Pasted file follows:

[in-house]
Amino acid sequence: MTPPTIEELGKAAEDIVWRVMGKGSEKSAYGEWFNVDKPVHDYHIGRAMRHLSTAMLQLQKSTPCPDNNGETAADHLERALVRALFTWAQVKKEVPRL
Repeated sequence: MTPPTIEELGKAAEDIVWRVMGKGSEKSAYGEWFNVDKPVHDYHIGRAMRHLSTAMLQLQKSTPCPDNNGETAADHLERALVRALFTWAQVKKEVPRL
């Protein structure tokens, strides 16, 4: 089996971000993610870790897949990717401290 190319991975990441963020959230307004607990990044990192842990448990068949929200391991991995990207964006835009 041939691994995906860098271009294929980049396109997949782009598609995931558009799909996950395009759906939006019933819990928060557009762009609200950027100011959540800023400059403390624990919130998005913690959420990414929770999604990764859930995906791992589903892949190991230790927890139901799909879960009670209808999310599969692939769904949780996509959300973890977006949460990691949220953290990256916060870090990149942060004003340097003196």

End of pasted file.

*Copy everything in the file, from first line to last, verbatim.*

[in-house]
Amino acid sequence: MTPPTIEELGKAAEDIVWRVMGKGSEKSAYGEWFNVDKPVHDYHIGRAMRHLSTAMLQLQKSTPCPDNNGETAADHLERALVRALFTWAQVKKEVPRL
Repeated sequence: MTPPTIEELGKAAEDIVWRVMGKGSEKSAYGEWFNVDKPVHDYHIGRAMRHLSTAMLQLQKSTPCPDNNGETAADHLERALVRALFTWAQVKKEVPRL
């Protein structure tokens, strides 16, 4: 089996971000993610870790897949990717401290 190319991975990441963020959230307004607990990044990192842990448990068949929200391991991995990207964006835009 041939691994995906860098271009294929980049396109997949782009598609995931558009799909996950395009759906939006019933819990928060557009762009609200950027100011959540800023400059403390624990919130998005913690959420990414929770999604990764859930995906791992589903892949190991230790927890139901799909879960009670209808999310599969692939769904949780996509959300973890977006949460990691949220953290990256916060870090990149942060004003340097003196």